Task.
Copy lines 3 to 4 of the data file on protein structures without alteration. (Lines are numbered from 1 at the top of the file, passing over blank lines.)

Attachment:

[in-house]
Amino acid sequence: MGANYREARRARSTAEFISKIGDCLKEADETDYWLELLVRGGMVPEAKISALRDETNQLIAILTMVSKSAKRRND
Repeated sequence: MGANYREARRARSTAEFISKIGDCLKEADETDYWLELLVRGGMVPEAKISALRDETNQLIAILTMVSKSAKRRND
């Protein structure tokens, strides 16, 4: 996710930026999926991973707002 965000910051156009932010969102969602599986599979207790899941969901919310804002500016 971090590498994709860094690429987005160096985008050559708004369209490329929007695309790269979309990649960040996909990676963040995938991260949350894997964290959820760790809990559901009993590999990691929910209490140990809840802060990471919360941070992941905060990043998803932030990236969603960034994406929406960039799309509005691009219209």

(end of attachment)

Repeated sequence: MGANYREARRARSTAEFISKIGDCLKEADETDYWLELLVRGGMVPEAKISALRDETNQLIAILTMVSKSAKRRND
């Protein structure tokens, strides 16, 4: 996710930026999926991973707002 965000910051156009932010969102969602599986599979207790899941969901919310804002500016 971090590498994709860094690429987005160096985008050559708004369209490329929007695309790269979309990649960040996909990676963040995938991260949350894997964290959820760790809990559901009993590999990691929910209490140990809840802060990471919360941070992941905060990043998803932030990236969603960034994406929406960039799309509005691009219209």